Gene Editing: Is CRISPR a Possible Game-Changer for Cardiovascular Disease?

June 2018

Hand holding vial doing CRISPR genomic research
If you are familiar with the field of gene editing, you most likely have heard of CRISPR in the context of “designer babies” and bio-terrorism. But beyond the media hype, the arrival of effective and inexpensive tools for editing our genes is having very real and consequential effects on cardiovascular research and future therapies for patients.

In its simplest incarnation, CRISPR-Cas9 is a wildly popular and powerful gene-editing technology which can be thought of as a two-part machine – one that essentially works as a find-and-replace or find-and-remove for your DNA. 

The first part of the CRISPR-Cas9 machine is the guide RNA, a short sequence of code designed to match the bit of DNA you want to find. The second part is a protein called Cas9 which acts as a pair of scissors. As a team, the CRISPR-Cas9 tool wanders the DNA molecule of a cell’s nucleus until it finds a sequence that matches the guide RNA. 

When it does, the Cas9 gets to work unzipping the DNA and querying it with the guide RNA to make sure it’s a match. If it is, the Cas9 cuts the double-helix in two, resulting in what’s called a double-stranded break. This process allows researchers to efficiently remove or replace a targeted gene, which is why gene editing with CRISPR-Cas9 and similar tools is so significant.

Breaking with Tradition

“Being able to introduce a double-strand break in DNA is what makes CRISPR-Cas9 such a transformative technology for cardiovascular research,” said Dr. Kiran Musunuru, an associate professor of cardiovascular medicine and genetics at the University of Pennsylvania’s Perelman School of Medicine, speaking in Ottawa at the recently held 6th International Ottawa Heart Conference called Precision Medicine in Cardiovascular Disease

“Being able to introduce a double-strand break in DNA is what makes CRISPR-Cas9 such a transformative technology for cardiovascular research.”

- Dr. Kiran Musunuru

Dr. Kiran Musunuru
Dr. Kiran Musunuru recently spoke in Ottawa during the 6th International Ottawa Heart Conference called Precision Medicine in Cardiovascular Disease.

CRISPR-Cas9 allows investigators, and hopefully eventually physicians, to quickly and precisely disrupt disease-causing genes, repair disease mutations and insert new genes that attenuate and potentially cure disease. And because CRISPR-Cas9 has turned out to work very nicely both in vitro (with cells in a dish) and in vivo (in living animals), there is a clear therapeutic implication that it may be a useful tool for preventing and even treating some forms of heart disease.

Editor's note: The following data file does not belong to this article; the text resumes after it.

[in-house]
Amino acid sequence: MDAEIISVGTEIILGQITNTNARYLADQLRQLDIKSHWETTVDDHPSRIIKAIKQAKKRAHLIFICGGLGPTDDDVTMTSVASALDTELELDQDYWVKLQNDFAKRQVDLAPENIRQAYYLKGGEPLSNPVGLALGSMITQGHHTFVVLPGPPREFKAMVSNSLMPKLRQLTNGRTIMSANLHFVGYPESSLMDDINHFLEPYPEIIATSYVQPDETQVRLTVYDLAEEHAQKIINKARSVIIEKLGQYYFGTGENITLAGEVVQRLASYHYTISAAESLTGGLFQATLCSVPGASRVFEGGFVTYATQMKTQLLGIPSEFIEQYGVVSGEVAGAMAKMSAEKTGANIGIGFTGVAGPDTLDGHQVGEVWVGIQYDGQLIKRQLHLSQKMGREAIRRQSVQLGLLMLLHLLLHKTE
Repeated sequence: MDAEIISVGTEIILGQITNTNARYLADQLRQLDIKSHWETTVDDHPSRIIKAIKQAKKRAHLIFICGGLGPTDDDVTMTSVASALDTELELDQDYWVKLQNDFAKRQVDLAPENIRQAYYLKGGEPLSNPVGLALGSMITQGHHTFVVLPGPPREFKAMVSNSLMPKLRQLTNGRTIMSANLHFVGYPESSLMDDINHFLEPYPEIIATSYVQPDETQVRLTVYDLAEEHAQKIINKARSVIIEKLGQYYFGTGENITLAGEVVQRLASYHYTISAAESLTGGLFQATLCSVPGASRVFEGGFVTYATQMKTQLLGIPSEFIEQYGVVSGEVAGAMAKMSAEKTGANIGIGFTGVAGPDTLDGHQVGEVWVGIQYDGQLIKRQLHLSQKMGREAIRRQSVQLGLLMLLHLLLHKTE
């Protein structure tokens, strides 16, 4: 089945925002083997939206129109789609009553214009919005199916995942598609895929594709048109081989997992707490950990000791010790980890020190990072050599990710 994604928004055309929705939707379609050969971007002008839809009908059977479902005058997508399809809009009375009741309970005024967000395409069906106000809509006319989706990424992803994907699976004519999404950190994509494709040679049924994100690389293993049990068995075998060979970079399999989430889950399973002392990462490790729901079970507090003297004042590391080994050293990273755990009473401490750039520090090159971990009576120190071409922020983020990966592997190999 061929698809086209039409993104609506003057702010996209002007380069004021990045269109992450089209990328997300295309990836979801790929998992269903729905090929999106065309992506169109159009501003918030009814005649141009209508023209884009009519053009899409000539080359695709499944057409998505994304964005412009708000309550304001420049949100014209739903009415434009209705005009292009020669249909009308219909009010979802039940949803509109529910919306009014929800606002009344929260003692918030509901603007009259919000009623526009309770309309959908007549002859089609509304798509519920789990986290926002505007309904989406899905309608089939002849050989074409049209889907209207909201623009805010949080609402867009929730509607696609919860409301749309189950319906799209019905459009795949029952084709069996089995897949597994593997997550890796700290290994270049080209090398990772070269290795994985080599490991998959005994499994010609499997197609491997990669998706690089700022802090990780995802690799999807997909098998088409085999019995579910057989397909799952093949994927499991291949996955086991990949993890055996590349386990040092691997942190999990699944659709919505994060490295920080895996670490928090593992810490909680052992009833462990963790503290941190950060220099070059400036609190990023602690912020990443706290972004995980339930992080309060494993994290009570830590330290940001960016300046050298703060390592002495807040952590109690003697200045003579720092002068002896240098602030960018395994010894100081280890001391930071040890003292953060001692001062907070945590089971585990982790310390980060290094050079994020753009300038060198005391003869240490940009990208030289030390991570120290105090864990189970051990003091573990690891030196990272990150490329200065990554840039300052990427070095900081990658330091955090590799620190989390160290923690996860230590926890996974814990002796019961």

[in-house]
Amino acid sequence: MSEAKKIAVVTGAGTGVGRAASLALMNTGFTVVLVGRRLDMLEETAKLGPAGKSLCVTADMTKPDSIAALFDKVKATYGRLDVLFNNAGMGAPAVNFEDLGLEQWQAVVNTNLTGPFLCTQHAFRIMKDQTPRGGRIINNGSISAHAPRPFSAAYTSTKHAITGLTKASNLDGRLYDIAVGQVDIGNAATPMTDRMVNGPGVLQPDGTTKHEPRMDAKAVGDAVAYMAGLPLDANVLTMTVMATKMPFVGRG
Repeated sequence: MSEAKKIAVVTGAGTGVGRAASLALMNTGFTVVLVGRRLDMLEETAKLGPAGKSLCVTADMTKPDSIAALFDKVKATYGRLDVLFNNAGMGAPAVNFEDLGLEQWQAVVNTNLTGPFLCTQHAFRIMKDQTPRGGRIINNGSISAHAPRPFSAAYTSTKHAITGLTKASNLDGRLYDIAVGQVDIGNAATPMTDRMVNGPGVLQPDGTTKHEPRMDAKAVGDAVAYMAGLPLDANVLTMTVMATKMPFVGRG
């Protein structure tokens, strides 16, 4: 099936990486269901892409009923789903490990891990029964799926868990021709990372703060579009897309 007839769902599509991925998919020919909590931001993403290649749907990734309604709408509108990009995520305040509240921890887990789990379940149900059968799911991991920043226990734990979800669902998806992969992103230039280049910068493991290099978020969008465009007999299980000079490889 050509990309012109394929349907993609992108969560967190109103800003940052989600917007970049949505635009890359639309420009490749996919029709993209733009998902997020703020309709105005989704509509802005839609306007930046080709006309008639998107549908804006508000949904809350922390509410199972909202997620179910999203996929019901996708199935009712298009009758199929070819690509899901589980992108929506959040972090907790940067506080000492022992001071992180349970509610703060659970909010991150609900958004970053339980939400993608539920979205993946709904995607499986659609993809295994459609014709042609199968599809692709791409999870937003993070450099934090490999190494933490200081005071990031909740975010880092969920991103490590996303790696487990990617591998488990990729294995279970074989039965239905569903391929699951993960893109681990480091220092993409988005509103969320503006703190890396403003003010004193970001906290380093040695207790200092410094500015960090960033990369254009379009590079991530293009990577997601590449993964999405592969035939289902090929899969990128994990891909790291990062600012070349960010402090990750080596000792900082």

For example, Dr. Musunuru and his colleagues have shown that genome editing with CRISPR-Cas9 can dramatically reduce blood cholesterol levels in mice by disrupting a gene called PCSK9. This approach indicates that PCSK9 inhibition may have therapeutic potential in the prevention of atherosclerotic cardiovascular disease. Preliminary data suggests that CRISPR-CAS9 may also have potential as a treatment for a variety of other cardiovascular diseases. 

Caution: Difficult Questions Ahead

While recent advances in precision genome editing have huge implications for the future care and treatment of cardiovascular diseases, they also pose important questions regarding the ethics of prospective therapies. These concerns are particularly pressing with regards to germline editing, where changes made in the genes of human eggs, sperm or human embryos are permanent and inheritable.

According to a recent survey in the American Heart Association journal, Circulation: Cardiovascular Genetics, a majority of cardiovascular researchers feel the public should be consulted before any clinical application of germline gene editing proceeds. 

Dr. Musunuru shares this sentiment and recommends public surveys, hearings and focus groups to explore which uses of germline gene editing are more acceptable than others. 

“Precision gene editing is already having a significant effect on cardiovascular basic science research,” said Dr. Musunuru. “We have to start asking ourselves some difficult questions – how far we are willing to go and who gets to decide?”

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